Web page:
President's Corner

Meet Gerard Isenberg, MD, MBA
2022 – 2023 AMCNO President

Tell us about yourself and your practice

I was born in Chicago, but I grew up all over the world, from the Philippines to Israel. My family settled in California, where I went to high school, and although I sometimes think of myself as a Californian, I am actually a Clevelander. I have now spent most of my life here, having moved from sunny San Diego to Cleveland to start my training after residency. Of course, I was surprised to find out that, yes, you can surf Lake Erie! I am a gastroenterologist, with interests ranging from general GI conditions to advanced therapeutic endoscopy, small bowel capsule endoscopy, deep small bowel enteroscopy, and artificial intelligence. I have a tertiary and quaternary care referral practice that draws patients locally, regionally, and nationally. My practice goals are to provide state-of-the-art expertise and superior quality care in gastrointestinal diseases in a collaborative and interdisciplinary fashion. As part of Case Western Reserve University School of Medicine and University Hospitals Cleveland Medical Center, I have spent 25 years teaching medical students, residents, fellows, and advanced endoscopy fellows. And, as Chief Medical Quality Officer for the University Hospitals Digestive Health Institute, I also spend time improving the quality of care my colleagues and I deliver through quality improvement projects, quality reviews, and continued evidence-based updates to the practice of endoscopy and medicine performed in our system.

What got you interested in medicine?

My father was a physician, so, naturally, I was exposed to medicine at a very early age. While we were living in the Philippines, I saw disparate health care disparities as a young boy, but at the time, I did not realize how much that affected health care outcomes for people until much later. Nevertheless, the suffering I observed from people living in squalid conditions with preventable diseases made an impression on me. Sometimes, I would read my father’s medical journals, and my curiosity was stoked by details of treatments for various conditions. Medicine seemed to me a career in which I would never get bored. And that is still true. There are always new questions that arise in the care of patients, and we continuously strive to find answers.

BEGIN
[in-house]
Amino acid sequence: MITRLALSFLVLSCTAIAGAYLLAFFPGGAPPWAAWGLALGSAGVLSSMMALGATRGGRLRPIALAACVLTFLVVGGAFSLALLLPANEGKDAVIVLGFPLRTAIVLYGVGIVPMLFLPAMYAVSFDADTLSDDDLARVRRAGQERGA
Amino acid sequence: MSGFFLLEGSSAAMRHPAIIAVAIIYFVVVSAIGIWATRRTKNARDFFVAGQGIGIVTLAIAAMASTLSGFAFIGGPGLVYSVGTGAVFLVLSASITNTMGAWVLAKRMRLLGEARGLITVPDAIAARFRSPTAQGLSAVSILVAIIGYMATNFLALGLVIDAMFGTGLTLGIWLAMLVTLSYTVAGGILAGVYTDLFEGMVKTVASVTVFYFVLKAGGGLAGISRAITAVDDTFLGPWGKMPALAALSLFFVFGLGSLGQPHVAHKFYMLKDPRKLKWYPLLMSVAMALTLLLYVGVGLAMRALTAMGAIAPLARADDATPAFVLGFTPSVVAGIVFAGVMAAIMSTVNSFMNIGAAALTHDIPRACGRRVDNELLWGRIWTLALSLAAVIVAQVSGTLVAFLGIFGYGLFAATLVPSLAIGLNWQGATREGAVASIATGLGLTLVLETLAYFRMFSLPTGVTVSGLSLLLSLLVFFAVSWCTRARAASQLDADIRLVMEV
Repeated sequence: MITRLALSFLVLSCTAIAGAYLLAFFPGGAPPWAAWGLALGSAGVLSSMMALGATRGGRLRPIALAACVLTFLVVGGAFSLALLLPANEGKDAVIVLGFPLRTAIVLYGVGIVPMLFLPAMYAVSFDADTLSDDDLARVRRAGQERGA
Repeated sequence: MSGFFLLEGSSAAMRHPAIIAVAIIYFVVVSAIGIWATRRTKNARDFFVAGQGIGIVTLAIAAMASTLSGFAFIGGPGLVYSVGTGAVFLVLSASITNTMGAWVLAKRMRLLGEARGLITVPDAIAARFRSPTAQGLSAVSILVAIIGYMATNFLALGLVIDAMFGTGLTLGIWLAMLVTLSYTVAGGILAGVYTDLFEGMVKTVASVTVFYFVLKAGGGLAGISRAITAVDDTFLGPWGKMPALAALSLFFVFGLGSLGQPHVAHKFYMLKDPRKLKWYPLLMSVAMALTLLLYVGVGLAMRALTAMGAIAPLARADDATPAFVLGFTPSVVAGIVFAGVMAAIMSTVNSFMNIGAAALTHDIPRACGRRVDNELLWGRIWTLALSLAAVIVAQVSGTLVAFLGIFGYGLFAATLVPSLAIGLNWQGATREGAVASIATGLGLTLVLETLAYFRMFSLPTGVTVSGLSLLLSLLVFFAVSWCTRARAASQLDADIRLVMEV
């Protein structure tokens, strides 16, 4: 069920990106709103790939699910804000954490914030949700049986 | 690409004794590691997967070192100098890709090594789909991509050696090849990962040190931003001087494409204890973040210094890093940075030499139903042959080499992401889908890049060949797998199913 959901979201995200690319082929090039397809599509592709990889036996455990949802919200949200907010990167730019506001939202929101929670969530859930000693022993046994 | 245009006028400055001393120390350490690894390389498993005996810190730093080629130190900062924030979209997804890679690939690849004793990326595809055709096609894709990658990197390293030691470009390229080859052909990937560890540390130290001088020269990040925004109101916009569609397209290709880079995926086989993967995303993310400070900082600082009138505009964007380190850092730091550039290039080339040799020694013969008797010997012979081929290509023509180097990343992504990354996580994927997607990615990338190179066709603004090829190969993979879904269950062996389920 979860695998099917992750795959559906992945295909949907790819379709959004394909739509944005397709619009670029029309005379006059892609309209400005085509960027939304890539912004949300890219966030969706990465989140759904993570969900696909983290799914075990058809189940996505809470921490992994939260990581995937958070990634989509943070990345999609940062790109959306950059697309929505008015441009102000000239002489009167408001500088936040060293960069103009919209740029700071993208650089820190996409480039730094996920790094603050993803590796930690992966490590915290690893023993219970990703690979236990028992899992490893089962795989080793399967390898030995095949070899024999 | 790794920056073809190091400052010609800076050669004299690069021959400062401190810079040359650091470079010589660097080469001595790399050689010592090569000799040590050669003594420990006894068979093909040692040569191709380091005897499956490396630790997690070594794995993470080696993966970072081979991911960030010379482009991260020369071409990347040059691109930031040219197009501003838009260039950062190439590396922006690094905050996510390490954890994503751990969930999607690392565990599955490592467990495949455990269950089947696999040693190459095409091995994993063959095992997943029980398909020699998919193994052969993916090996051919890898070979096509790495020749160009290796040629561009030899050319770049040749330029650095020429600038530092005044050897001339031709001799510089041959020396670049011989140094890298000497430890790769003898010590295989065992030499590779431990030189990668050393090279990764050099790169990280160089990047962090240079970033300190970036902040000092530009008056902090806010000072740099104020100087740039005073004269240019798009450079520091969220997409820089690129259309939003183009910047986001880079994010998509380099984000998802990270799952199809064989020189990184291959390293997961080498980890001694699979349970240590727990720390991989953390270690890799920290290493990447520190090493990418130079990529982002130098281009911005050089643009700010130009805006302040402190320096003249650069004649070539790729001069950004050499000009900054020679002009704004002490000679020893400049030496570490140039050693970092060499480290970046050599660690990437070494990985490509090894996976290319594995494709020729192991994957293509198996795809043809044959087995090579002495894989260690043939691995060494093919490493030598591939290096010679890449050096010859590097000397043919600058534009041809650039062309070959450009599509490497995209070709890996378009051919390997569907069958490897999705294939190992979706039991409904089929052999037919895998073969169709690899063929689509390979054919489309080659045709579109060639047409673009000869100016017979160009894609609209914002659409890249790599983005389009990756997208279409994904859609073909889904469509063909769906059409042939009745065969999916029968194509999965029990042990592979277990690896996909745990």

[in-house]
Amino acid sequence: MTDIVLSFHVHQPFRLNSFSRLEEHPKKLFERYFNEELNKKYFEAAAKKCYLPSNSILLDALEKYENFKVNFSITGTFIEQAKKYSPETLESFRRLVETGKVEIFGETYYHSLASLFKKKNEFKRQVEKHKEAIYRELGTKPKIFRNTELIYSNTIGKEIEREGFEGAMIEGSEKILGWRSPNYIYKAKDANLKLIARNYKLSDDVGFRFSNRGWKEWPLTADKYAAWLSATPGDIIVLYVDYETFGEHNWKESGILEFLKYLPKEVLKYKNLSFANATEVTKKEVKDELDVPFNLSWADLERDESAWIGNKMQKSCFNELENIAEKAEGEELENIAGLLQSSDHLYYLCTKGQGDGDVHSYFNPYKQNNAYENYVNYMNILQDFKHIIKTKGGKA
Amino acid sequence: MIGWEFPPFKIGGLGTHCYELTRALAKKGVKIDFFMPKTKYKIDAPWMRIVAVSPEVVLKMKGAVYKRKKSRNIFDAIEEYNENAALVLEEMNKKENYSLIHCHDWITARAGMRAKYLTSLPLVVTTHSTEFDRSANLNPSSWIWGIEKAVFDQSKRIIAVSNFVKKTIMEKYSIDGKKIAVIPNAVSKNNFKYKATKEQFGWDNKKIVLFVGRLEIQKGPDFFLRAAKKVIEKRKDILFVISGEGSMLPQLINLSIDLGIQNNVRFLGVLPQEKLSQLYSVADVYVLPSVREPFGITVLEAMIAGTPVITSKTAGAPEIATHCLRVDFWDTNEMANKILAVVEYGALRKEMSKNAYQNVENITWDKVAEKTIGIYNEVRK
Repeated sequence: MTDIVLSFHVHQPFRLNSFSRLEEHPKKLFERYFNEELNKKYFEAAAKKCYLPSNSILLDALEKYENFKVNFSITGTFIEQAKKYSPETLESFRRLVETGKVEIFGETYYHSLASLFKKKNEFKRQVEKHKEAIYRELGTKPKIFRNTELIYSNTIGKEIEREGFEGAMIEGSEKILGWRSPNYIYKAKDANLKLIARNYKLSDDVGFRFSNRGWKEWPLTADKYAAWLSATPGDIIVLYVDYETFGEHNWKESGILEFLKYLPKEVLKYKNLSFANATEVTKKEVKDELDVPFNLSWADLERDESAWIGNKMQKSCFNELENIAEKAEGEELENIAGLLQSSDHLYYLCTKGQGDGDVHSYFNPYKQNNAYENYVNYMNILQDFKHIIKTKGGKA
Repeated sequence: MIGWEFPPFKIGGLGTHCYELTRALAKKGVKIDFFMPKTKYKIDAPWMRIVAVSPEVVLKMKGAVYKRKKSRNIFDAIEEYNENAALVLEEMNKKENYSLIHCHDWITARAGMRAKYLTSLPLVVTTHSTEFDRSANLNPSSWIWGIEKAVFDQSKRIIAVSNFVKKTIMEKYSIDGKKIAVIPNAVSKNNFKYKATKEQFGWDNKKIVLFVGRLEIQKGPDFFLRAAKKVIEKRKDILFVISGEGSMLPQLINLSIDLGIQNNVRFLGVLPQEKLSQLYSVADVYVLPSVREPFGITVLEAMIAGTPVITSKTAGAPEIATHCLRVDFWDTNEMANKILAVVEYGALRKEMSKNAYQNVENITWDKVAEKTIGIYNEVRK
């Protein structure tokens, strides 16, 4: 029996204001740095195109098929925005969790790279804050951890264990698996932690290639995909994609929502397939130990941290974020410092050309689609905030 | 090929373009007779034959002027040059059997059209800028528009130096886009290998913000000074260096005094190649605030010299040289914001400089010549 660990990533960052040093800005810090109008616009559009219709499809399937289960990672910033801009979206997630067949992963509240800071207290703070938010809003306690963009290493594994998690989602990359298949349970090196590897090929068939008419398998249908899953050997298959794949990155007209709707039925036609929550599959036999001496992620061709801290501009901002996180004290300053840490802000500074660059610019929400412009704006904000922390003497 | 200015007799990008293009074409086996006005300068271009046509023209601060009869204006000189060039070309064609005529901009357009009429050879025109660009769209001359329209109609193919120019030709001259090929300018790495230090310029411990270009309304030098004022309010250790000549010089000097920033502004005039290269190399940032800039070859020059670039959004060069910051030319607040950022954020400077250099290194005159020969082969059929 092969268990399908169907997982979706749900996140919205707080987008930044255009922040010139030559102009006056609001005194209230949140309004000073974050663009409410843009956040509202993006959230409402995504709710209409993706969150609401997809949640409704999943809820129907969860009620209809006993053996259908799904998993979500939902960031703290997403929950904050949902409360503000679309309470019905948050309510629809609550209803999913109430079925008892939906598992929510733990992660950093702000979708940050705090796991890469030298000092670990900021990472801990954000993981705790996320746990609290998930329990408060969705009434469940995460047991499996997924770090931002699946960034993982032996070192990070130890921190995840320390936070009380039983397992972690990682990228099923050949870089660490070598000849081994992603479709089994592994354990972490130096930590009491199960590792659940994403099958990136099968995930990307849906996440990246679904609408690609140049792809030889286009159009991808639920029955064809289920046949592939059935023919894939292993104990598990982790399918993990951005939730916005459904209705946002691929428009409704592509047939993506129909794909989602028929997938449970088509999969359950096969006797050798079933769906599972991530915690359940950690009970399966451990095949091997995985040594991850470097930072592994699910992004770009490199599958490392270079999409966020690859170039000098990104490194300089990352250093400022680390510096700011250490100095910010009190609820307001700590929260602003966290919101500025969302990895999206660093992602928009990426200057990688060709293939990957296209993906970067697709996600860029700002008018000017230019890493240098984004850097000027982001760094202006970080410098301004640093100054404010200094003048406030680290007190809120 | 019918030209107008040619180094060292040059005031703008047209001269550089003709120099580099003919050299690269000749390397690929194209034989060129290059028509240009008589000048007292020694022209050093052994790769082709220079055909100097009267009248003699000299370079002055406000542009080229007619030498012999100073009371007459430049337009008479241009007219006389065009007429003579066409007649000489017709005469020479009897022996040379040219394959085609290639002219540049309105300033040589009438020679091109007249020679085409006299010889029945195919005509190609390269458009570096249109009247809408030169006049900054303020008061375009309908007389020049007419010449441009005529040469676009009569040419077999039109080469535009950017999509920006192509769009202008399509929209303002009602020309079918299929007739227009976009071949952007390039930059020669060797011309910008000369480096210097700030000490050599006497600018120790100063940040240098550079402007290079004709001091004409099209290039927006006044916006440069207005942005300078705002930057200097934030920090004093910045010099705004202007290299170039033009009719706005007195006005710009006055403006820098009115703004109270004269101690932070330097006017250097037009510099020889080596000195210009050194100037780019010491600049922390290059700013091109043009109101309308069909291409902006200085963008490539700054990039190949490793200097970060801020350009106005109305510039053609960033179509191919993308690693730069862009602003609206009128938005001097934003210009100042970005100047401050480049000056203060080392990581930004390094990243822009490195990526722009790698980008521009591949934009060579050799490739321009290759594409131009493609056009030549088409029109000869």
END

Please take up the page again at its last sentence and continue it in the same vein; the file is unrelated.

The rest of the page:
What accomplishments are you most proud of?

First and foremost, I am most proud of my wife and three sons. They are my “raison d’être.” Second, I am proud of the numerous medical students and physicians I have trained over the years. To see them blossom into outstanding, talented clinicians with the skills and knowledge that my colleagues and I have instilled is extremely rewarding. And, third, I am proud of my colleagues—they keep reminding me of commitment to excellence they embody.

What are your hobbies and interests?

My hobbies and interests have evolved over time—from surfing, carpentry, and helicopter flying to traveling around the country and world, running, and playing with my Labrador Retriever. I have always loved to read, but I have moved from science fiction to non-fiction history. And, of course, I love to spend time with family and friends when the call of medicine ebbs.

What are your goals and priorities for the AMCNO this year?